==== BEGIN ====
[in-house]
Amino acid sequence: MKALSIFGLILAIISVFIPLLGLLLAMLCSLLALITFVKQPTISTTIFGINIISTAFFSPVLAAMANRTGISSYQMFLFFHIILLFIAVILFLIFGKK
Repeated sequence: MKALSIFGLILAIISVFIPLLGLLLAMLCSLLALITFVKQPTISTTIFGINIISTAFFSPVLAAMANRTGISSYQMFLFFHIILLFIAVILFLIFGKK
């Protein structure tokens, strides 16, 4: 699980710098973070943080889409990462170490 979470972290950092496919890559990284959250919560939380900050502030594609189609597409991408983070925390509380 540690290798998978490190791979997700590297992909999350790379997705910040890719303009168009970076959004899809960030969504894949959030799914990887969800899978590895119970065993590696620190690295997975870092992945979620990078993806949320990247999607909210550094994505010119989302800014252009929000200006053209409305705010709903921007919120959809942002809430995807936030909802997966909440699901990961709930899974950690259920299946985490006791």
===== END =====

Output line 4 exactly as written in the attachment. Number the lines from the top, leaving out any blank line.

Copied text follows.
């Protein structure tokens, strides 16, 4: 699980710098973070943080889409990462170490 979470972290950092496919890559990284959250919560939380900050502030594609189609597409991408983070925390509380 540690290798998978490190791979997700590297992909999350790379997705910040890719303009168009970076959004899809960030969504894949959030799914990887969800899978590895119970065993590696620190690295997975870092992945979620990078993806949320990247999607909210550094994505010119989302800014252009929000200006053209409305705010709903921007919120959809942002809430995807936030909802997966909440699901990961709930899974950690259920299946985490006791």